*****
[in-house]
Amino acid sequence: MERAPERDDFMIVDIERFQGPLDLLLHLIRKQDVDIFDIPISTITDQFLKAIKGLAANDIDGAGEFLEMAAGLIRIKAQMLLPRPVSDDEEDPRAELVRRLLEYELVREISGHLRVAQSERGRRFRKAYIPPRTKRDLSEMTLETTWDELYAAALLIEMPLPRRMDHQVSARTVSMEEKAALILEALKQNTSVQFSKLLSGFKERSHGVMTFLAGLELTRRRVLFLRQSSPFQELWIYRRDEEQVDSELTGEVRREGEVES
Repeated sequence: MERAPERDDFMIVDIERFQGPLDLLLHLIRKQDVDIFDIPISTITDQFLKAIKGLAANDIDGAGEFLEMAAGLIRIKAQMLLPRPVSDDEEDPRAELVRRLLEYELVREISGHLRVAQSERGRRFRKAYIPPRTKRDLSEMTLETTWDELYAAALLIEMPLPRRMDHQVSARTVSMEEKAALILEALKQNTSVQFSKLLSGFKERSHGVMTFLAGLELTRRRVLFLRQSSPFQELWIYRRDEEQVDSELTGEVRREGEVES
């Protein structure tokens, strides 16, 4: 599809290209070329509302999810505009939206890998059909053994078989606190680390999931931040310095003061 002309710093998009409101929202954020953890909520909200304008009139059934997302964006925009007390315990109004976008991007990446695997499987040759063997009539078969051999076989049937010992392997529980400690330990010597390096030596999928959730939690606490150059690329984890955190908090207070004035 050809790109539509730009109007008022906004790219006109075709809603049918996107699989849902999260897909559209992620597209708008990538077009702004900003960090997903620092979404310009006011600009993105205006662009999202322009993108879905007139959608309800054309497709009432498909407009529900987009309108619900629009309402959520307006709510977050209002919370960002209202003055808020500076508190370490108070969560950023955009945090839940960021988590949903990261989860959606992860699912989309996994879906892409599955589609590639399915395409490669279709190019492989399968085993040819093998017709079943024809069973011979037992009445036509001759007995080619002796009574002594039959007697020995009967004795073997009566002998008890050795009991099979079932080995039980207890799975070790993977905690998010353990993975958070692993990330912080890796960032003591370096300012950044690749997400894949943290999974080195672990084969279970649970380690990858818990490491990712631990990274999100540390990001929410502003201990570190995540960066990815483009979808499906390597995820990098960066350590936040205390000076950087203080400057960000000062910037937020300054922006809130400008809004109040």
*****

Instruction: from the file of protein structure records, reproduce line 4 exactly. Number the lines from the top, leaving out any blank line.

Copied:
């Protein structure tokens, strides 16, 4: 599809290209070329509302999810505009939206890998059909053994078989606190680390999931931040310095003061 002309710093998009409101929202954020953890909520909200304008009139059934997302964006925009007390315990109004976008991007990446695997499987040759063997009539078969051999076989049937010992392997529980400690330990010597390096030596999928959730939690606490150059690329984890955190908090207070004035 050809790109539509730009109007008022906004790219006109075709809603049918996107699989849902999260897909559209992620597209708008990538077009702004900003960090997903620092979404310009006011600009993105205006662009999202322009993108879905007139959608309800054309497709009432498909407009529900987009309108619900629009309402959520307006709510977050209002919370960002209202003055808020500076508190370490108070969560950023955009945090839940960021988590949903990261989860959606992860699912989309996994879906892409599955589609590639399915395409490669279709190019492989399968085993040819093998017709079943024809069973011979037992009445036509001759007995080619002796009574002594039959007697020995009967004795073997009566002998008890050795009991099979079932080995039980207890799975070790993977905690998010353990993975958070692993990330912080890796960032003591370096300012950044690749997400894949943290999974080195672990084969279970649970380690990858818990490491990712631990990274999100540390990001929410502003201990570190995540960066990815483009979808499906390597995820990098960066350590936040205390000076950087203080400057960000000062910037937020300054922006809130400008809004109040």